A local charity is lobbying for legal reform to guardianship rights to be enacted, in order to address a "distressing" and "upsetting" struggle for an increasing number of families.
Citizens' Advice's report into Powers of Attorney and Guardianship was based on enquiries to the charity between January 2020 to June 2021. It analysed the information received from 122 people who have come through the charity’s doors and their main concerns about the current laws.
Islanders who came to Citizens Advice for help were generally unaware of the expense involved. They also reported concerns around why the legal reform approved by the States in April 2020 is yet to materialise.
Pictured: The subjects of enquiries Citizens Advice received over an 18-month period for Powers Of Attorney/Guardianship.
Citizens' Advice CEO Kerry Ciotti said: "We’re receiving an increasing number of enquiries from clients who are aware of the provision in the UK and Jersey for a Lasting Power of Attorney, which allows an individual with mental capacity to appoint one or more people to make decisions on their behalf if accident or illness prevents them from doing so in the future.
“Most of these clients have also seen recent media coverage of a Guernsey law being drafted to this effect and now want to access that provision. Sadly that’s not yet possible, and we are urging States members to implement Lasting Powers of Attorney without further delay."
The Capacity (Bailiwick of Guernsey) Law, 2020 has been registered and has undergone a period of consultation, however its implementation has been “further delayed” until 2022, the charity believes. Express has asked the States to clarify the timeframe of its delivery.
“This is a change that really would help people who are facing a very difficult and upsetting issue,” said Mrs Ciotti. “For many families the introduction of a Lasting Power of Attorney cannot come too soon.”
Most of the enquiries to the charity come from people with concerns about the capacity of their ageing parents," said Mrs Ciotti.
“What we’re seeing is that most relate to reduced or reducing mental capacity, from early onset through to the more advanced stages. We’ve also seen a direct link to financial problems, typically the need to sell a house to fund care fees.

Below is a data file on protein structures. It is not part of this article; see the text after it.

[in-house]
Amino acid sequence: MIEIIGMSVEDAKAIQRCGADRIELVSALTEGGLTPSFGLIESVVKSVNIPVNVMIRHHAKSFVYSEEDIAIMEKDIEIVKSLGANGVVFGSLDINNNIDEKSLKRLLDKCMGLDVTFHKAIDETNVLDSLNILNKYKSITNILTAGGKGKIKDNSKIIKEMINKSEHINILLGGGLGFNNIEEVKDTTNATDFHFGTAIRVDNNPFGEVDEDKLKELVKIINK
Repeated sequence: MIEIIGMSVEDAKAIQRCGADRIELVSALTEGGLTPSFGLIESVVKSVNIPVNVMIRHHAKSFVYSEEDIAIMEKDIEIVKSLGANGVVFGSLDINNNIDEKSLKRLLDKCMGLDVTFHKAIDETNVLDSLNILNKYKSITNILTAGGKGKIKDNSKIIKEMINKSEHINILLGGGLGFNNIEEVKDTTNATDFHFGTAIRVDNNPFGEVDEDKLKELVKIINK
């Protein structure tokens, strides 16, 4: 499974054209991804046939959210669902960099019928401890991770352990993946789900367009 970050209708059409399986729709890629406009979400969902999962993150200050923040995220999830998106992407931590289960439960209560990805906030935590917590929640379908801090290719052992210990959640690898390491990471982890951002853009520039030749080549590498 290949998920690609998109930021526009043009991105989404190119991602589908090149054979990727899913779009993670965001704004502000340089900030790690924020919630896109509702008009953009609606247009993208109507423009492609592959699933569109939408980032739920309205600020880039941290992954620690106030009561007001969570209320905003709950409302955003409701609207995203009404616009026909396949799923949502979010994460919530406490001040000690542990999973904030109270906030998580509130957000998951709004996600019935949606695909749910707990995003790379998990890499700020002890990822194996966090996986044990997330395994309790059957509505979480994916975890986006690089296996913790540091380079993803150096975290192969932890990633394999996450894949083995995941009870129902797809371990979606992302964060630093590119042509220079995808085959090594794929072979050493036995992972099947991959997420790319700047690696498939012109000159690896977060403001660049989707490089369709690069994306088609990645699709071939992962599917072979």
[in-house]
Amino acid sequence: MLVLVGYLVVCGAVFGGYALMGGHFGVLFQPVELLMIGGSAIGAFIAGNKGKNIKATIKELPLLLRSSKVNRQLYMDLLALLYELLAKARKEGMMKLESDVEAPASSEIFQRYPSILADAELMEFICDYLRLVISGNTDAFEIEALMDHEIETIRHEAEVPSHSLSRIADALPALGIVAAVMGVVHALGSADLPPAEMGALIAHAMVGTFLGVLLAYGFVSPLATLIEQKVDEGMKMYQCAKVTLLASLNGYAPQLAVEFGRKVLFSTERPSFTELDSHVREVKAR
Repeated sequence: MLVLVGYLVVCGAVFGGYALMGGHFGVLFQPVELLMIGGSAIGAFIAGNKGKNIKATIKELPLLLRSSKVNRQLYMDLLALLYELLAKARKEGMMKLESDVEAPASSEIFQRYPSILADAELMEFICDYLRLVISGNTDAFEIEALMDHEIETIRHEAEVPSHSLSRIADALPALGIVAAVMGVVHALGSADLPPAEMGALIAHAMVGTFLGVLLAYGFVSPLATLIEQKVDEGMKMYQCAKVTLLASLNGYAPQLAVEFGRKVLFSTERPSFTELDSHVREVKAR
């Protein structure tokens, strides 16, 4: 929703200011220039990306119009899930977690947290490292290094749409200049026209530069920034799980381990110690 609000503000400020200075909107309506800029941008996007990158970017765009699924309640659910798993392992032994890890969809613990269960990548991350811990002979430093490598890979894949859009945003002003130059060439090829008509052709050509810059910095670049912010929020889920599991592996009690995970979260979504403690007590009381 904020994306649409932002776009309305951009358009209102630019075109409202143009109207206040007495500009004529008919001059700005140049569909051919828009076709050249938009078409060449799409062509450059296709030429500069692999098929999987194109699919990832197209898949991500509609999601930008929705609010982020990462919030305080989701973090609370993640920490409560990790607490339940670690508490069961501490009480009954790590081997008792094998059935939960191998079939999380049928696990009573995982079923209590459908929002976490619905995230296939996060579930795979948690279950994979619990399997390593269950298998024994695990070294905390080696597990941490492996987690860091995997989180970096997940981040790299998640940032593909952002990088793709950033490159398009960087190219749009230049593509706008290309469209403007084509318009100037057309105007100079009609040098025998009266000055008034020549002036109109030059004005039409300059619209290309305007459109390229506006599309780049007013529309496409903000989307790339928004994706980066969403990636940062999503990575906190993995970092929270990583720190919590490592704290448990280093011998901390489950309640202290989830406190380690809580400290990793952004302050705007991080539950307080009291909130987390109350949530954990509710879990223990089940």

Pictured: The Citizens’ Manifesto was sent to all candidates in the run-up to last September’s Island-wide States election. It highlighted four issues in particular that the charity believed could be "really quick wins" for the 2020-2025 Assembly - insolvency, lasting power of attorney, rental deposits and consumer protection.
She continued: “The data points to an increasing need for Guardianship arrangements. In Guernsey that requires an advocate and for some that’s prohibitively expensive, although our clients were generally unaware of the costs
“On the other hand, those clients who were aware of the likely sums specifically enquired about how to avoid this expense, which they could not afford. It’s clearly a very real concern for many islanders.”
The Powers of Attorney and Affidavits (Bailiwick of Guernsey) Law 1995 allows someone with mental capacity to confer authority/power on another individual or group of others (the attorney) to do, on behalf of the donor, anything which the donor could lawfully do himself.
In Guernsey, the donor currently must have the mental capacity to be able to confer the power(s) on the attorney. Once the donor becomes mentally incapable, the Powers of Attorney will lapse.
There is currently no provision for Enduring or Lasting Powers of Attorney under Guernsey Law. Obtaining Powers of Attorney and Guardianship in Guernsey each involve the use of an advocate and therefore significant cost.
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